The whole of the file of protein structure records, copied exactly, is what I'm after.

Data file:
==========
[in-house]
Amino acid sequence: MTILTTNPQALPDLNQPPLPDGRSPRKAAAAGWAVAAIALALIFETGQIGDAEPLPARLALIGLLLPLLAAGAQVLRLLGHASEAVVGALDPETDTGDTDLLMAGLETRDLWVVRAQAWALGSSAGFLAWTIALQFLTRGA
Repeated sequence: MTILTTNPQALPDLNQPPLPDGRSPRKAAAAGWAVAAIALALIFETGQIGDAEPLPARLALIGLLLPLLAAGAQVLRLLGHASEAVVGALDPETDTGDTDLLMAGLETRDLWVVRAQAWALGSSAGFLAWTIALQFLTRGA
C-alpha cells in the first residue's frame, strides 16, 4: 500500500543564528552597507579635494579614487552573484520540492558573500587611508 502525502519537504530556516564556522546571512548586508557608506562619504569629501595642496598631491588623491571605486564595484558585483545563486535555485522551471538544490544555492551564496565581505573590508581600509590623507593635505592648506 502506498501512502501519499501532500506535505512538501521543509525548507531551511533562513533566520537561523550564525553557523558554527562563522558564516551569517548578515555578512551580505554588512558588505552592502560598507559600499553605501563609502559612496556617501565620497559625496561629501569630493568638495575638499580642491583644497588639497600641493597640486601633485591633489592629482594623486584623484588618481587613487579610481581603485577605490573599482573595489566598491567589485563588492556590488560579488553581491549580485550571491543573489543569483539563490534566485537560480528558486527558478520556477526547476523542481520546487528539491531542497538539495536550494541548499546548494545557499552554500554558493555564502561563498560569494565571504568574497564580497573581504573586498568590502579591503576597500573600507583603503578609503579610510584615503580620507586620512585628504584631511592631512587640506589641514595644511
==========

[in-house]
Amino acid sequence: MTILTTNPQALPDLNQPPLPDGRSPRKAAAAGWAVAAIALALIFETGQIGDAEPLPARLALIGLLLPLLAAGAQVLRLLGHASEAVVGALDPETDTGDTDLLMAGLETRDLWVVRAQAWALGSSAGFLAWTIALQFLTRGA
Repeated sequence: MTILTTNPQALPDLNQPPLPDGRSPRKAAAAGWAVAAIALALIFETGQIGDAEPLPARLALIGLLLPLLAAGAQVLRLLGHASEAVVGALDPETDTGDTDLLMAGLETRDLWVVRAQAWALGSSAGFLAWTIALQFLTRGA
C-alpha cells in the first residue's frame, strides 16, 4: 500500500543564528552597507579635494579614487552573484520540492558573500587611508 502525502519537504530556516564556522546571512548586508557608506562619504569629501595642496598631491588623491571605486564595484558585483545563486535555485522551471538544490544555492551564496565581505573590508581600509590623507593635505592648506 502506498501512502501519499501532500506535505512538501521543509525548507531551511533562513533566520537561523550564525553557523558554527562563522558564516551569517548578515555578512551580505554588512558588505552592502560598507559600499553605501563609502559612496556617501565620497559625496561629501569630493568638495575638499580642491583644497588639497600641493597640486601633485591633489592629482594623486584623484588618481587613487579610481581603485577605490573599482573595489566598491567589485563588492556590488560579488553581491549580485550571491543573489543569483539563490534566485537560480528558486527558478520556477526547476523542481520546487528539491531542497538539495536550494541548499546548494545557499552554500554558493555564502561563498560569494565571504568574497564580497573581504573586498568590502579591503576597500573600507583603503578609503579610510584615503580620507586620512585628504584631511592631512587640506589641514595644511